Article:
PES 2020 carries it’s usual modes still; Kick Off, Become a Legend, Edit Mode. One mode that is perhaps the key reason behind this version’s full title ‘eFootball PES 2020‘ (everyone is still going to call it PES) is the eFootball mode – which is basically just online versus mode (Seasons to the FIFA fans out there). The rules are simple, you win and you move up and towards higher divisions, you lose and you go down. The mode does what it says on the tin and with a courtesy rating for each player it deters rage-quitting for those sore losers.
Graphically PES 2020 is stunning, the pitches and stadium have improved and some of the players, namely it’s coverstars; Messi and Ronaldo, are simply exquisite, perhaps as close to real as we’ve seen yet. Sadly I think Konami used up all their budget on a handful of players and forgot about the others because for as impressive as Ronaldo is, the rest of the Portuguese team look like they’ve been smacked around with lumps and jagged edges to show for it. Inconsistency in appearances take away the praise Konami deserve.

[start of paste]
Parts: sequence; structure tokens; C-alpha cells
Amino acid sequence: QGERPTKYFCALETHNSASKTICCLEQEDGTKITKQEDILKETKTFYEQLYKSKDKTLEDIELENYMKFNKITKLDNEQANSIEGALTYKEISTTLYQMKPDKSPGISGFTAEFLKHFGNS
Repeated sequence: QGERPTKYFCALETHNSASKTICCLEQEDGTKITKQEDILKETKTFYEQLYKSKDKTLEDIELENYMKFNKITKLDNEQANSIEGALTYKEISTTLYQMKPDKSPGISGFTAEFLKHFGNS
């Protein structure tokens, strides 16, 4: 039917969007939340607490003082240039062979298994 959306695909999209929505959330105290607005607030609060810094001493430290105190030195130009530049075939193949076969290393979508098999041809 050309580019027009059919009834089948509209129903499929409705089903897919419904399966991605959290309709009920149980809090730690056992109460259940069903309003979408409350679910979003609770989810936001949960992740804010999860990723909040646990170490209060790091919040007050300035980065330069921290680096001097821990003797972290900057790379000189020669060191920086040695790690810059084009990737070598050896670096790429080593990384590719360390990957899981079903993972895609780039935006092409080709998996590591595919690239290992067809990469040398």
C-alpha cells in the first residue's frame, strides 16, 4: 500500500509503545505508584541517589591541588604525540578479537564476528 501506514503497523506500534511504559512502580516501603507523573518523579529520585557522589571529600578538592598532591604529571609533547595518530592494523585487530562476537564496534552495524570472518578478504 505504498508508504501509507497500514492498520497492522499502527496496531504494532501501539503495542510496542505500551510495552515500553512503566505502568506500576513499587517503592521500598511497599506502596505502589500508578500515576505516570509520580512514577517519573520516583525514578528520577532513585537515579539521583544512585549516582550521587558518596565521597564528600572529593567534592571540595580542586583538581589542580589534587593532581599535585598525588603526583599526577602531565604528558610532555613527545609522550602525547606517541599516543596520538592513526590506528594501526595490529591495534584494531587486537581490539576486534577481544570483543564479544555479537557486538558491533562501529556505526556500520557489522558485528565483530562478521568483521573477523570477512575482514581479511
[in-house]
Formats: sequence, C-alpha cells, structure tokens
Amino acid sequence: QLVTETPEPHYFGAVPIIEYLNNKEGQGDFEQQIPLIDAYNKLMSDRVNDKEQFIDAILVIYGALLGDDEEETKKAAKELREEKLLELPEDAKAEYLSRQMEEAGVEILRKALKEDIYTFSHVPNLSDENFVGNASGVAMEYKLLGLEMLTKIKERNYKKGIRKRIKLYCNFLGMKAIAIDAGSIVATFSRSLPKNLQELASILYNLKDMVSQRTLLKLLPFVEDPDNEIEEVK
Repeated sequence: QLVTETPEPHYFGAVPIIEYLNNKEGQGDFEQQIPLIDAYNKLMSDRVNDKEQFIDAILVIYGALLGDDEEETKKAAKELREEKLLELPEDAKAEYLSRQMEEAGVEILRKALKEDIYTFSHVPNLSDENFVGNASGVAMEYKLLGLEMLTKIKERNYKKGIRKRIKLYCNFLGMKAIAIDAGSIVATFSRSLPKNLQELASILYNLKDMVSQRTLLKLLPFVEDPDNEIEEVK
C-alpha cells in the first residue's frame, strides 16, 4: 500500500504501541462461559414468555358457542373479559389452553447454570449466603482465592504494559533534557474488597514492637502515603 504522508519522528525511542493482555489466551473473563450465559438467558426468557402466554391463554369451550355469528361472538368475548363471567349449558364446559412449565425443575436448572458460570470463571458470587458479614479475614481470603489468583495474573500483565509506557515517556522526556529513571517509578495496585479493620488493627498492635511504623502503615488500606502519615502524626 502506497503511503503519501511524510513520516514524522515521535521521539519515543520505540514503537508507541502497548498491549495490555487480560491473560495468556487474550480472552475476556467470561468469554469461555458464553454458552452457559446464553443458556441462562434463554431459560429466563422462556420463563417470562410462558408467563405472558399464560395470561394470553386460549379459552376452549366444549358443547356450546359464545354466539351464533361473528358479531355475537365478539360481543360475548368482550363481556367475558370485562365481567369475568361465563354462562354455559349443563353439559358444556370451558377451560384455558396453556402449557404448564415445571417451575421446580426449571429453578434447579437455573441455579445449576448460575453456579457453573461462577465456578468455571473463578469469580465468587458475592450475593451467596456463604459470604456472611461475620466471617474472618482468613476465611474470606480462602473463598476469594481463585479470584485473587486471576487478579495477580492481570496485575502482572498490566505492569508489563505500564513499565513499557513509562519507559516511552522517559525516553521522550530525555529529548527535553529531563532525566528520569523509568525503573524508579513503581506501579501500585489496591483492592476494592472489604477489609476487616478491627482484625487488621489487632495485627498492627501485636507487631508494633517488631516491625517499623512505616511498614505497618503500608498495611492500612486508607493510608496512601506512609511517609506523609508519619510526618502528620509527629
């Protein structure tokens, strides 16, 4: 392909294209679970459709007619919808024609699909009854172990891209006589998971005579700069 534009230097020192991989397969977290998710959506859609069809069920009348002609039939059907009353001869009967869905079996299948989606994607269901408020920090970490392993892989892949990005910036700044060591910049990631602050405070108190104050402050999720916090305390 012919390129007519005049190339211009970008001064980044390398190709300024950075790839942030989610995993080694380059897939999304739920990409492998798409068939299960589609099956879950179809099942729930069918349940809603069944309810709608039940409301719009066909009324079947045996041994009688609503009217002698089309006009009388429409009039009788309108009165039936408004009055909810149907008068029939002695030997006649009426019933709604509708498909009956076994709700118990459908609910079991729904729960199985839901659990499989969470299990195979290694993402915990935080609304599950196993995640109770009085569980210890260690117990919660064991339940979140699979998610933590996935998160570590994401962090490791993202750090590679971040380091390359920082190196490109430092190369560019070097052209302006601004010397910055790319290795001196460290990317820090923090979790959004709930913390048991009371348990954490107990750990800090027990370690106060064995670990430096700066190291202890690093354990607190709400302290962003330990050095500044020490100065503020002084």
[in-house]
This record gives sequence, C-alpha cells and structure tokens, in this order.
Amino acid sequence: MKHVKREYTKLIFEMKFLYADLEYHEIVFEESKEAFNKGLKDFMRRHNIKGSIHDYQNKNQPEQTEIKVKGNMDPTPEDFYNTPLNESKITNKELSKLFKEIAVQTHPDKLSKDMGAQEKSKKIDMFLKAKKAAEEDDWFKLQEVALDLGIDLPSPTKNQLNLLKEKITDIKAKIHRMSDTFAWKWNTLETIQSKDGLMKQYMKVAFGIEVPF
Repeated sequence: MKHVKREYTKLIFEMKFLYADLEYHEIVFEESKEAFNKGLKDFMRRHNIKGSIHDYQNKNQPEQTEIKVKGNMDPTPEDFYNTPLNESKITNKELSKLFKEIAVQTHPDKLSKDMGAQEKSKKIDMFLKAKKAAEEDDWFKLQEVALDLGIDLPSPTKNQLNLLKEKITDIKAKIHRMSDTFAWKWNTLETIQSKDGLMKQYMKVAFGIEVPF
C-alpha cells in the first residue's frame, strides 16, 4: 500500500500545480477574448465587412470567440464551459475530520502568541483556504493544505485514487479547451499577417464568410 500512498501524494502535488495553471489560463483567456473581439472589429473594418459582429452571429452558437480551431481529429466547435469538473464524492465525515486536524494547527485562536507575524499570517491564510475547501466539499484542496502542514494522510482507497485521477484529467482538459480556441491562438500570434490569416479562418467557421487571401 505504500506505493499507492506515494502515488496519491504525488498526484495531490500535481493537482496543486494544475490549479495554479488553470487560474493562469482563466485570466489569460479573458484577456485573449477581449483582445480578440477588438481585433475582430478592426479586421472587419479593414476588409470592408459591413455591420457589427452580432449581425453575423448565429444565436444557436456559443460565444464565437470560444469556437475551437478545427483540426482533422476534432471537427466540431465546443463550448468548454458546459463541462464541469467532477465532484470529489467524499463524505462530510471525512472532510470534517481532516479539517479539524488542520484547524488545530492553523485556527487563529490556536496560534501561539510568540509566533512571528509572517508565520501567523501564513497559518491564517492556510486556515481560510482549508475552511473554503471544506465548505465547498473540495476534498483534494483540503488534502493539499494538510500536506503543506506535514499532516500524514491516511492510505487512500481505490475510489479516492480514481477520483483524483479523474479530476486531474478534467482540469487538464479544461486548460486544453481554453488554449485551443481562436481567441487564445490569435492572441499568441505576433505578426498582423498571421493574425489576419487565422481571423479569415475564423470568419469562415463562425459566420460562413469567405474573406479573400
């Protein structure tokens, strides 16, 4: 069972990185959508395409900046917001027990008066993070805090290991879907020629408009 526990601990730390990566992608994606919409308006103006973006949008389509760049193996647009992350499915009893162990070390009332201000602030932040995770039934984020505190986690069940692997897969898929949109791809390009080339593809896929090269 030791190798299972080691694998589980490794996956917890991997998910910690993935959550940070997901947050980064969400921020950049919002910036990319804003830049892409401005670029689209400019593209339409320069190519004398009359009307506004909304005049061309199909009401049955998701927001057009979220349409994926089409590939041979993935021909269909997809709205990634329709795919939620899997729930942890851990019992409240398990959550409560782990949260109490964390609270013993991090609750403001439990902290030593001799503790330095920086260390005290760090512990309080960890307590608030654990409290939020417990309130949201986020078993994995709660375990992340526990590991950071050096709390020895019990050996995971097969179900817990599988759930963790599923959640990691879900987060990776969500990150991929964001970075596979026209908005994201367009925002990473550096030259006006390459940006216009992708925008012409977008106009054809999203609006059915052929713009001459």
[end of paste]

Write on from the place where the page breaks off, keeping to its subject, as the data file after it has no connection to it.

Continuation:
PES 2020 have stepped it up this year in terms of licensing; they have added to Barcelona in their partnering roster with Manchester United, Bayern Munich and Juventus all joining – the latter being an exclusive to PES 2020 meaning FIFA will not be able to use the same name. Licensing is an important part of making a football game feel real and this is perhaps as far forward as PES have ever been with it, albeit still lightyears behind rivals FIFA. PES 2020 have made efforts to make the names of unlicensed clubs more accurate, for example London FC are now Chelsea B. But one thing still eludes the success and stature of this game because of licensing issues, and I found it was something that affected various modes, is the lack of player depth because their respective teams simply were not on the game.
PES 2020 is on the verge of brilliance, desperately clinging on to the rivalry but with a new generation of consoles looming, PES needs to find that injury-time winner and fix its repetitive issues. The football is realistic, the animation is seamless but for every brilliant new or existing part of PES, it is matched by something equally frustrating and nonsensical which is why it still falls short of its rival.